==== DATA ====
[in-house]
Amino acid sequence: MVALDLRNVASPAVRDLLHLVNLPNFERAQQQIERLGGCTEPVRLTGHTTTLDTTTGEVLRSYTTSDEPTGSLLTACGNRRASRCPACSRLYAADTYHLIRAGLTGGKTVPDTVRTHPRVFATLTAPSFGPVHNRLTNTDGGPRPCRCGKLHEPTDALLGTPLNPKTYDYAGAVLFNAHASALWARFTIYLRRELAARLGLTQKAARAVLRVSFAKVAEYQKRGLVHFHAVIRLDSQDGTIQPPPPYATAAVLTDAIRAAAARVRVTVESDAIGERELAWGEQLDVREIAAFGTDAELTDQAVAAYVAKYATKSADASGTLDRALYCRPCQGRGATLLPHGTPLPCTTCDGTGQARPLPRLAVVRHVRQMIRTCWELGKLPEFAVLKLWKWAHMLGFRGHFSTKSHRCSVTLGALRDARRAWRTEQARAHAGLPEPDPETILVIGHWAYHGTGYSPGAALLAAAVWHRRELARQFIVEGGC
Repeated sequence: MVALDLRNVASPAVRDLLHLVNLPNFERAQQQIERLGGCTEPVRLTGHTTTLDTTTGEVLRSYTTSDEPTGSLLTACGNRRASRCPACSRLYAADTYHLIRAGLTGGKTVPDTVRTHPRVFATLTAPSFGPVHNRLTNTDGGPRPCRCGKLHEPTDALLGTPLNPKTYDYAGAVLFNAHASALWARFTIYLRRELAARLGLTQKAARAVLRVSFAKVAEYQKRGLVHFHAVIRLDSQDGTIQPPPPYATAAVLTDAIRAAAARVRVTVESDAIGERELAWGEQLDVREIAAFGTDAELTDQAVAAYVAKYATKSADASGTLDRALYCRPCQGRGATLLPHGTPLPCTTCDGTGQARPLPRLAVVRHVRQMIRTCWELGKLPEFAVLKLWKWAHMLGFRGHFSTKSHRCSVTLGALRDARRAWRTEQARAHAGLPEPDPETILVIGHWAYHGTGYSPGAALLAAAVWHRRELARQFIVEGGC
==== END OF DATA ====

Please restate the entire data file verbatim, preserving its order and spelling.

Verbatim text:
[in-house]
Amino acid sequence: MVALDLRNVASPAVRDLLHLVNLPNFERAQQQIERLGGCTEPVRLTGHTTTLDTTTGEVLRSYTTSDEPTGSLLTACGNRRASRCPACSRLYAADTYHLIRAGLTGGKTVPDTVRTHPRVFATLTAPSFGPVHNRLTNTDGGPRPCRCGKLHEPTDALLGTPLNPKTYDYAGAVLFNAHASALWARFTIYLRRELAARLGLTQKAARAVLRVSFAKVAEYQKRGLVHFHAVIRLDSQDGTIQPPPPYATAAVLTDAIRAAAARVRVTVESDAIGERELAWGEQLDVREIAAFGTDAELTDQAVAAYVAKYATKSADASGTLDRALYCRPCQGRGATLLPHGTPLPCTTCDGTGQARPLPRLAVVRHVRQMIRTCWELGKLPEFAVLKLWKWAHMLGFRGHFSTKSHRCSVTLGALRDARRAWRTEQARAHAGLPEPDPETILVIGHWAYHGTGYSPGAALLAAAVWHRRELARQFIVEGGC
Repeated sequence: MVALDLRNVASPAVRDLLHLVNLPNFERAQQQIERLGGCTEPVRLTGHTTTLDTTTGEVLRSYTTSDEPTGSLLTACGNRRASRCPACSRLYAADTYHLIRAGLTGGKTVPDTVRTHPRVFATLTAPSFGPVHNRLTNTDGGPRPCRCGKLHEPTDALLGTPLNPKTYDYAGAVLFNAHASALWARFTIYLRRELAARLGLTQKAARAVLRVSFAKVAEYQKRGLVHFHAVIRLDSQDGTIQPPPPYATAAVLTDAIRAAAARVRVTVESDAIGERELAWGEQLDVREIAAFGTDAELTDQAVAAYVAKYATKSADASGTLDRALYCRPCQGRGATLLPHGTPLPCTTCDGTGQARPLPRLAVVRHVRQMIRTCWELGKLPEFAVLKLWKWAHMLGFRGHFSTKSHRCSVTLGALRDARRAWRTEQARAHAGLPEPDPETILVIGHWAYHGTGYSPGAALLAAAVWHRRELARQFIVEGGC